Six Surprising Headache Triggers ... and How to Fix Them

Everyone knows a sinus infection or a major work project can make your head throb. But headaches can also be triggered by seemingly innocuous everyday activities -- like sleeping in on Saturdays or cleaning your apartment. With so many culprits, it's no wonder that one in five women suffer from migraines and nearly half of women endure tension headaches. But if you think popping a pill is the only way to ease the symptoms, you're wrong. We consulted the experts, and they revealed some unexpected causes of headaches, as well as how you can stop the pain for good.

Trigger 1: Kicking back on the weekends

You put in 14-hour days Monday through Friday, only to wake up mid-morning on Saturday with pounding pain in your temples. "So many of my patients tell me that they can work all week in a high-stress environment without a problem, but the minute they start relaxing, they get a migraine," says Lisa Mannix, M.D., medical director of Headache Associates in Cincinnati. The reason? As tension dissipates, levels of stress hormones, such as cortisol and noradrenaline, decrease. This causes a rapid release of neurotransmitters, the nervous system's chemical messengers. These send out impulses to blood vessels, making them constrict and then dilate, in addition to releasing other pain-causing chemicals.

Head it off: Although it's tempting to sleep in on weekends, you're setting yourself up for trouble. In a survey conducted by the National Headache Foundation, 79 percent of headache sufferers reported that they wake up with a headache after snoozing for more than eight hours. Also, if you enjoy an 8 a.m. cup of joe during the week, try to have coffee at the same time on the weekend. Caffeine withdrawal also causes blood vessels to dilate, which can give you a "grande"-size headache. You should try to factor decompression time into your work week, too. If you don't have a consistent fitness program, start one now, aiming for at least 30 minutes of exercise three times a week. One study found that this amount of activity reduces headache frequency by 50 percent. "Exercise buffers the effects of stress and releases endorphins, the body's natural painkillers, which help prevent the chemical changes that trigger a migraine," says David Buchholz, M.D., associate professor of neurology at Johns Hopkins University and author of "Heal Your Headache." Also consider incorporating relaxation techniques into your schedule, such as meditation, yoga or biofeedback, which teaches you to control involuntary body responses like muscle tension and heart rate. Studies show that using these therapies, either alone or in combination, can improve symptoms in up to 80 percent of patients suffering from headaches, says Alexander Mauskop, M.D., director of the New York Headache Center.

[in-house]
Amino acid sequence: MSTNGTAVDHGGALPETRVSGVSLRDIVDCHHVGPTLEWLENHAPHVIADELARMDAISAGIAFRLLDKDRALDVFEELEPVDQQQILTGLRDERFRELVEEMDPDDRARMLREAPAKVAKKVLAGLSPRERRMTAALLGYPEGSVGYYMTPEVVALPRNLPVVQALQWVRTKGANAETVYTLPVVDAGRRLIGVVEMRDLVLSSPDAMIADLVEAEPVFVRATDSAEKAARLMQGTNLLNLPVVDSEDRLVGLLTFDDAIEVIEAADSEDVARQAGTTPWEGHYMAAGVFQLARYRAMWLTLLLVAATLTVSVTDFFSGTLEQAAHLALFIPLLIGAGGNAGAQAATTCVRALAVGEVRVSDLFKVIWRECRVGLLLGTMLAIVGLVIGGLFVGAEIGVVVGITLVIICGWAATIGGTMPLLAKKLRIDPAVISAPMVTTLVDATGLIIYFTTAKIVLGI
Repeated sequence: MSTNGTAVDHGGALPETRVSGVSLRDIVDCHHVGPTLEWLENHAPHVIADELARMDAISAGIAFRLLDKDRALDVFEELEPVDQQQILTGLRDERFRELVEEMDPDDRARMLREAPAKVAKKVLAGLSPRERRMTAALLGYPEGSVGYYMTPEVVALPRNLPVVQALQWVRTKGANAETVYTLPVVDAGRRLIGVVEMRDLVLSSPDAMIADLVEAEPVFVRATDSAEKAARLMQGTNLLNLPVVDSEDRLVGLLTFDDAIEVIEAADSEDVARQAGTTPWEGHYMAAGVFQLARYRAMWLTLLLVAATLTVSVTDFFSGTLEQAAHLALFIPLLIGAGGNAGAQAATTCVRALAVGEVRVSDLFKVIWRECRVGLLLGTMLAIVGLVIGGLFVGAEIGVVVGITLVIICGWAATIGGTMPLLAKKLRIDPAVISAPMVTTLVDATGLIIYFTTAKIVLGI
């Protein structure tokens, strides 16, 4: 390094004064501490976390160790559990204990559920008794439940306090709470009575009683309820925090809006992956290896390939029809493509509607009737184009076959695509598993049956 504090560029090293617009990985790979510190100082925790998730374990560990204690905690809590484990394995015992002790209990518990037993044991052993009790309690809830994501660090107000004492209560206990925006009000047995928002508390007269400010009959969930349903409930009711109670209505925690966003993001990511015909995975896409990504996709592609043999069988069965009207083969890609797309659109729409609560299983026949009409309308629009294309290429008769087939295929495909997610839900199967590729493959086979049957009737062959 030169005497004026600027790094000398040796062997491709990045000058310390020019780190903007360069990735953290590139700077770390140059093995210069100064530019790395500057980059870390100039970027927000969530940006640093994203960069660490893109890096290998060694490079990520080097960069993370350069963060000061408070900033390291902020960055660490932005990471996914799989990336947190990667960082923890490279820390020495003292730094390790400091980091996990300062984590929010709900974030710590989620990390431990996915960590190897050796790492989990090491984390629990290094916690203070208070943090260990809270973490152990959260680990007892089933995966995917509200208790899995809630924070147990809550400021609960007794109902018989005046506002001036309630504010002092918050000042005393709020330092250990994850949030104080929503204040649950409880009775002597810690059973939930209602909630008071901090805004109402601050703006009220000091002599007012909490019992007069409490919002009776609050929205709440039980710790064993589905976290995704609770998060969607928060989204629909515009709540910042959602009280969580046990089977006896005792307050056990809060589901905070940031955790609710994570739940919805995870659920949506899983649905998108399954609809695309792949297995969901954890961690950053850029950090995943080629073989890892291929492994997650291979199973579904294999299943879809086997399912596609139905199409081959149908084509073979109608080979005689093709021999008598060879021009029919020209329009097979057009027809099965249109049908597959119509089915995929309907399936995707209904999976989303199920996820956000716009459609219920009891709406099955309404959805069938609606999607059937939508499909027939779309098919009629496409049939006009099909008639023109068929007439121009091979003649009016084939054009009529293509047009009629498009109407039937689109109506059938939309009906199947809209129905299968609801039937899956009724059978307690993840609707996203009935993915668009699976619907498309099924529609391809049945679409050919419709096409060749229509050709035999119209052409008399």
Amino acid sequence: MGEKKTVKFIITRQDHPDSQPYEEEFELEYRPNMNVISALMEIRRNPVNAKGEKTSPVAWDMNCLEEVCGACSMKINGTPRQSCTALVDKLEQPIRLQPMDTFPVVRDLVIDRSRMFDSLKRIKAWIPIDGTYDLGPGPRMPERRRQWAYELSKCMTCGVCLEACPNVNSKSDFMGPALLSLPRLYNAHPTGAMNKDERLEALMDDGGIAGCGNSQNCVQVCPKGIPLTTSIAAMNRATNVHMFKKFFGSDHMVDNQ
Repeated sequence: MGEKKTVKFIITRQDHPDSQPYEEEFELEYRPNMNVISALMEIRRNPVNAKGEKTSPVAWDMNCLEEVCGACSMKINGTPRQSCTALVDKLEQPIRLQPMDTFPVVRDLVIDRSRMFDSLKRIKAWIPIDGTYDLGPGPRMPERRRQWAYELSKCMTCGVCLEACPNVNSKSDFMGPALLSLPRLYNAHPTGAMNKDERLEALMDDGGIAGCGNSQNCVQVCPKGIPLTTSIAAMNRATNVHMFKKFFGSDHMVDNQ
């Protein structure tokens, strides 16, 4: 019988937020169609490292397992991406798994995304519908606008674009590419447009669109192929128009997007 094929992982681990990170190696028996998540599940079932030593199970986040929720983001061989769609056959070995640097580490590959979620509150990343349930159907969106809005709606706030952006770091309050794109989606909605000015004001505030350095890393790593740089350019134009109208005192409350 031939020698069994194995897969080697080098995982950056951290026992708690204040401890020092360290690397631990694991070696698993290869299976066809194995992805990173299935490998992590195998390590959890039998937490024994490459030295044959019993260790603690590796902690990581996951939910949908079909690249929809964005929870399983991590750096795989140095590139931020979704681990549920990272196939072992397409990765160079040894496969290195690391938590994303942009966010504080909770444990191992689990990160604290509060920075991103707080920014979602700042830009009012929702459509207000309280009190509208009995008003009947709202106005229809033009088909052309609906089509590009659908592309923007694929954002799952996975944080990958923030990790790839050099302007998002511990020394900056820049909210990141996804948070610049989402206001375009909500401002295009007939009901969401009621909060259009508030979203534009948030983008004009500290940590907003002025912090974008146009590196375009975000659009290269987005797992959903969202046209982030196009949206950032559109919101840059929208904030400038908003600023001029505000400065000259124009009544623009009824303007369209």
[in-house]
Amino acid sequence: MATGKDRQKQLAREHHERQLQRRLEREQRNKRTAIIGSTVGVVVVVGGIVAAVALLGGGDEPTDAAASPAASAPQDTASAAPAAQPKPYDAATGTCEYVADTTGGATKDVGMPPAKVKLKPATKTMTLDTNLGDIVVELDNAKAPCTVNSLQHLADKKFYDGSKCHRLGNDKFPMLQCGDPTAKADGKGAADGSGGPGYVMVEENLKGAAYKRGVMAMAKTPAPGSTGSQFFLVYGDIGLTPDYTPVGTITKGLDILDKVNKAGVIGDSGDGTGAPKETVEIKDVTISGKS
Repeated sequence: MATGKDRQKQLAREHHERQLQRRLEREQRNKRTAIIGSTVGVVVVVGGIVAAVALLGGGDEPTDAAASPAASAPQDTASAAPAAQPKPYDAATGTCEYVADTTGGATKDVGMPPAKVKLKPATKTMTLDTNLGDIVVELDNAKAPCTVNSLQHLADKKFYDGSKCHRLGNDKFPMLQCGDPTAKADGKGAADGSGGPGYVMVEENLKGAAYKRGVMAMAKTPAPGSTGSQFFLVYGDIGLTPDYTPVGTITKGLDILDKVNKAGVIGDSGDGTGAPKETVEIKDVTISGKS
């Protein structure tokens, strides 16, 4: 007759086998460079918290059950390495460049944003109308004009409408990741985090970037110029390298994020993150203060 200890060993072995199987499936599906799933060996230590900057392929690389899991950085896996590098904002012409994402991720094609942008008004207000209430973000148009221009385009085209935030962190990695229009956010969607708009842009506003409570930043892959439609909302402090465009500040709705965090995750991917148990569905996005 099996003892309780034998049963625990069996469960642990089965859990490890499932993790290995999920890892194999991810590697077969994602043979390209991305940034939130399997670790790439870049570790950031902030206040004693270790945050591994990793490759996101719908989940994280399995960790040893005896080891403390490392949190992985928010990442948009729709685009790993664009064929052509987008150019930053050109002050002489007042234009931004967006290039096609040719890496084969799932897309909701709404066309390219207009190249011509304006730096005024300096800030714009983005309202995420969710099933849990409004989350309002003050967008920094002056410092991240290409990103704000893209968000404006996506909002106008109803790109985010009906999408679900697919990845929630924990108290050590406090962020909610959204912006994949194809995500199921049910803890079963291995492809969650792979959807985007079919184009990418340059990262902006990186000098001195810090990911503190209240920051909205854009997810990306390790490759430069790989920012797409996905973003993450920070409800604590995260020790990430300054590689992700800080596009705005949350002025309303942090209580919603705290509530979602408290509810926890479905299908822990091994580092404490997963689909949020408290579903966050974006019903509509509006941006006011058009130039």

Trigger 2: Self-treating your head pain Taken too frequently (more than two or three times a week on a regular basis), the over-the-counter acetaminophen, ibuprofen, or naproxen you depend on to quell the throbbing may be hurting you instead of helping. It can cause rebound headaches, a condition estimated to affect 2 percent of all adults. "A woman may start taking pain relievers a few times a week to treat her tension headaches," says Alan Rapoport, M.D., clinical professor of neurology at the David Geffen School of Medicine at the University of California, Los Angeles. "Soon the headaches become more frequent, so she starts taking these medicines more often. Before long, she has headaches every day." These drugs affect the pain-control systems in the brain and can lower levels of the feel-good chemical serotonin, explains Rapoport. Young women also seem to be more susceptible than men: His research showed that about 75 percent of rebound-headache sufferers are women, most commonly in their 30s. Head it off: Occasional use of over-the-counter medicine is fine, but be sure to follow the label instructions exactly. Taking a higher-than-suggested dose increases the odds of getting a rebound headache. If you suspect that your pain is related to self-medicating, ask your primary-care physician to refer you to a headache specialist. The only solution is to stop taking your over-the-counter pills, a remedy that may be painful at first. "I wean patients off them gradually," says Merle Diamond, M.D., associate director of the Diamond Headache Clinic in Chicago. "For example, if a woman is taking eight pills a day, I'll advise her to take six a day the following week, and four a day the week after that."